Individualized learning plans (ILPs) are being implemented in high schools throughout the United States as strategic planning tools that help students align course plans with career aspirations and often include the development of postsecondary plans. Initial indications are that ILPs may be an important method for helping students achieve both college and career readiness. Parents, teachers, and students indicate that ILPs result in students selecting more rigorous courses, better teacher-student relationships, and positive parent-school relations. This article describes the emergence and nature of ILPs, promising practice strategies as well as challenges associated with gaining whole school buy-in, and the potential for career and vocational research.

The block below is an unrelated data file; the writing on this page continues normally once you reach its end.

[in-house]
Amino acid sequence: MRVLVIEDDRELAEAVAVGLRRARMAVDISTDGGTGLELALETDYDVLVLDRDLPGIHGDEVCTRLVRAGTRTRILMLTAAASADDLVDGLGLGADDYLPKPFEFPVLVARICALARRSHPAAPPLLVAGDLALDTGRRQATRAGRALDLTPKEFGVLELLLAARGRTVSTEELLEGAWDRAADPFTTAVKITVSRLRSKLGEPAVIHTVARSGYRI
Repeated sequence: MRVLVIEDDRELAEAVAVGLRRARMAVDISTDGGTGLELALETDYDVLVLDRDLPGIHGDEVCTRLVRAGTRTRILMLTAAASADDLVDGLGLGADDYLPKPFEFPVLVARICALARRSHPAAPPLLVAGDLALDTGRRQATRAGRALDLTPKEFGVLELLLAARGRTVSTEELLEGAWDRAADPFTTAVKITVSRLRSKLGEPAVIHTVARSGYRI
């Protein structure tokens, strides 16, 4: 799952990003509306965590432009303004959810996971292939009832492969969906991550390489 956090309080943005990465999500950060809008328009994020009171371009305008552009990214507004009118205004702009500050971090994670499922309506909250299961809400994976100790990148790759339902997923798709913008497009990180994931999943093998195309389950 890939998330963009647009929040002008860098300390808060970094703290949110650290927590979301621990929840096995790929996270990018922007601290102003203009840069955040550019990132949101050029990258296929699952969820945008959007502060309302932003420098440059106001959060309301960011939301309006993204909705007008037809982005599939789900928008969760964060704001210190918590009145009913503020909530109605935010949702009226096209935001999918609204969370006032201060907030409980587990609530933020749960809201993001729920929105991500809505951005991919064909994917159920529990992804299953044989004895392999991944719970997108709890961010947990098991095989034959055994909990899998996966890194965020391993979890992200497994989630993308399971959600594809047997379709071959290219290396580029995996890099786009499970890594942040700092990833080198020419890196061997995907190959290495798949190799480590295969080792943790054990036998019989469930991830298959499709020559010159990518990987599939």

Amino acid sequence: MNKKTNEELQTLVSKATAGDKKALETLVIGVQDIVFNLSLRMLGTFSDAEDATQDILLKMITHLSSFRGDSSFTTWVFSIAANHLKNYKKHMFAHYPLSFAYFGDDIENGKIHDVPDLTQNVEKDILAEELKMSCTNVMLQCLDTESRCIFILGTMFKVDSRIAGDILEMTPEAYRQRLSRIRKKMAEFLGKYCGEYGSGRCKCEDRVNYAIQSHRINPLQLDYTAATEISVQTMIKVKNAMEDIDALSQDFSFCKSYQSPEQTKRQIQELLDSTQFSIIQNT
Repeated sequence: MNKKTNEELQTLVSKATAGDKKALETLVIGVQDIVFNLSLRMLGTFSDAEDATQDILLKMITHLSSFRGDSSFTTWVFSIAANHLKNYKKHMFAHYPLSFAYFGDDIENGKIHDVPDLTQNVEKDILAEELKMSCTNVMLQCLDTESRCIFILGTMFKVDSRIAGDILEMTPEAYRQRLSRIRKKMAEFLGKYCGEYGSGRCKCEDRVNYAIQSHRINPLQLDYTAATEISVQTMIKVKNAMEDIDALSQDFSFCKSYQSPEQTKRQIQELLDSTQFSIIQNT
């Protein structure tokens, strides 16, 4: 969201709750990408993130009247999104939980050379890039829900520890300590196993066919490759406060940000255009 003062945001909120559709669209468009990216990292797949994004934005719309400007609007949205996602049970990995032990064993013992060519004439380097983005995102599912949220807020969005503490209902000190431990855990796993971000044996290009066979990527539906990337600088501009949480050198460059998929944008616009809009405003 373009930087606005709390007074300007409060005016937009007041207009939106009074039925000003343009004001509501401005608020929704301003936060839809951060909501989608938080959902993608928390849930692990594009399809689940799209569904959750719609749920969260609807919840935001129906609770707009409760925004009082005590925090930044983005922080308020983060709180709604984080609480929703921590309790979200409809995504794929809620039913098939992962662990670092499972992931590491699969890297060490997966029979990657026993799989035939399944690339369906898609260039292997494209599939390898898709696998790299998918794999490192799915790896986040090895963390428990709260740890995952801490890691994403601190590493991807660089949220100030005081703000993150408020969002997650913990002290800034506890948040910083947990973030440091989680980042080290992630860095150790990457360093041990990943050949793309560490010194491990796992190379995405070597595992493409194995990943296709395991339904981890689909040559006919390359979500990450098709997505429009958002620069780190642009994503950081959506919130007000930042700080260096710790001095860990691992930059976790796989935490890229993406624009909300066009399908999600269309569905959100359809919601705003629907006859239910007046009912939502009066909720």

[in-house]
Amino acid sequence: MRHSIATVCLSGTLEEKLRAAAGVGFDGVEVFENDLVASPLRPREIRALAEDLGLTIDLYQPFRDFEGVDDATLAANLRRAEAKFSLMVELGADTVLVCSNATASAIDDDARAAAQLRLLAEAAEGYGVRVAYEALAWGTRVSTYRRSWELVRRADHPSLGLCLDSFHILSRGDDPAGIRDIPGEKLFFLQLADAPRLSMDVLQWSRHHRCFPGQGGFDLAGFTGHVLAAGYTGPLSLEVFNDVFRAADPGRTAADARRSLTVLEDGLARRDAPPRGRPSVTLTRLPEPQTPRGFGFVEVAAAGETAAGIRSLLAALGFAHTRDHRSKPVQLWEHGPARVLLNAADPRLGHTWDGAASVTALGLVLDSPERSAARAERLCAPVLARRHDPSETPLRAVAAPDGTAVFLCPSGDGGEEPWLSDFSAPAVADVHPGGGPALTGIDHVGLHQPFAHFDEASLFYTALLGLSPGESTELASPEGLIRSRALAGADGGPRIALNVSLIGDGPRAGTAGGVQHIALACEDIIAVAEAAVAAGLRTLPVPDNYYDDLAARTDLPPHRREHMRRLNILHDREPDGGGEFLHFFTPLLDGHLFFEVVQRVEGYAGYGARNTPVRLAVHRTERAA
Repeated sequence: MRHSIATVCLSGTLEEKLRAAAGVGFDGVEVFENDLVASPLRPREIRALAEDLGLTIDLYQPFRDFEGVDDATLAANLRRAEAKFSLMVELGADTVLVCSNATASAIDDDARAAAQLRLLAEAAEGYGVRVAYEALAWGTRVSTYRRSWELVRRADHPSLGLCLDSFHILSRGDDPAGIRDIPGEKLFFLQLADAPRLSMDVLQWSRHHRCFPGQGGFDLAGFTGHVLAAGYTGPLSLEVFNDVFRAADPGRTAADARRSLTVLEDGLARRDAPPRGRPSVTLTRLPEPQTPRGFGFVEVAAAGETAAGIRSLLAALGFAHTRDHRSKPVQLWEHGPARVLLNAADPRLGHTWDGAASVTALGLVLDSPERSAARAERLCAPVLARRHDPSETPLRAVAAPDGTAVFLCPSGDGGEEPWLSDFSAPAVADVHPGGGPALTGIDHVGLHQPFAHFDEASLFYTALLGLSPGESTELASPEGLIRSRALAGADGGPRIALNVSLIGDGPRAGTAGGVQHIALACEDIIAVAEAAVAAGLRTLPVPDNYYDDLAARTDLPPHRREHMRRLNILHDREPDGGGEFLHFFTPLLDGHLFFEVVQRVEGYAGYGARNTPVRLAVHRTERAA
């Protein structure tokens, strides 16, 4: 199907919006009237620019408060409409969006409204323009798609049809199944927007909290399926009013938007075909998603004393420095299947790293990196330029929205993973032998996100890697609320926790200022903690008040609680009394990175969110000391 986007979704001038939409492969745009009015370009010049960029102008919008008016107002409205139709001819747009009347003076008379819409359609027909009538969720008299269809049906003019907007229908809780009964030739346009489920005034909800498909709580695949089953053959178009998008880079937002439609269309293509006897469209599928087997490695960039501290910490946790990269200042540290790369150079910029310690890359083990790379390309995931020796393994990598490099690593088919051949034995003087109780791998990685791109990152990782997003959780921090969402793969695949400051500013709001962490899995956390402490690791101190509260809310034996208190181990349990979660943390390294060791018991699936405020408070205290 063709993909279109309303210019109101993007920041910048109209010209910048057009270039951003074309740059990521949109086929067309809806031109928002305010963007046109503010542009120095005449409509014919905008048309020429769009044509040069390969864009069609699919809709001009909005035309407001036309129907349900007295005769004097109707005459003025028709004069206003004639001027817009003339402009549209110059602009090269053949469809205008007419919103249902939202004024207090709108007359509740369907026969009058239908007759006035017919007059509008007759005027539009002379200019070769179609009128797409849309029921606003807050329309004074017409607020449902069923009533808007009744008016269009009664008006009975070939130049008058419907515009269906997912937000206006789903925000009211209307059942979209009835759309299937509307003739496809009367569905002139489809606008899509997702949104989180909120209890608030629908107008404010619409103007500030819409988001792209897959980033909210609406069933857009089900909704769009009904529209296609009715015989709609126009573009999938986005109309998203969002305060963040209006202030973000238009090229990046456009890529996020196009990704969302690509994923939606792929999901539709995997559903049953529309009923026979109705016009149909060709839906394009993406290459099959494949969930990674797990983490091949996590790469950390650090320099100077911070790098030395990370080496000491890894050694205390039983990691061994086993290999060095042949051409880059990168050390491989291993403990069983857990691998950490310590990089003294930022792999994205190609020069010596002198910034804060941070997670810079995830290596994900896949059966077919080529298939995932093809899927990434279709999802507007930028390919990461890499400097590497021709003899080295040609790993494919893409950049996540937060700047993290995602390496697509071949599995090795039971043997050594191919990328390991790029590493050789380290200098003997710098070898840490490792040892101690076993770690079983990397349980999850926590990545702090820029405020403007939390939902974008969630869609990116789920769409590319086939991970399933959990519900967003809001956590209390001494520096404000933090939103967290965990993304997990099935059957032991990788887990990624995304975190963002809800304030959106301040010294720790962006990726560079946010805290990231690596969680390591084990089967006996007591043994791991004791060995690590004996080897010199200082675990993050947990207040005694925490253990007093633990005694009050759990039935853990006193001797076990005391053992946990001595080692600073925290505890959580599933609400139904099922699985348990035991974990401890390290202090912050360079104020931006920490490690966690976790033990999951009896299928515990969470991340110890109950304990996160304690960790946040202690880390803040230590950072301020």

Bibliographical noteFunding Information:
The author(s) disclosed receipt of the following financial support for the research, authorship, and/or publication of this article: This project was provided by the U.S. Department of Labor, Office of Disability Employment Policy (Cooperative Agreement OD-16519-07-75-4-11) through the National Collaborative on Workforce and Disability for Youth, housed at the Institute for Educational Leadership.
- career aspirations/goals/choices
- career exploration/preparation
- career programming/interventions
- career/vocational education/guidance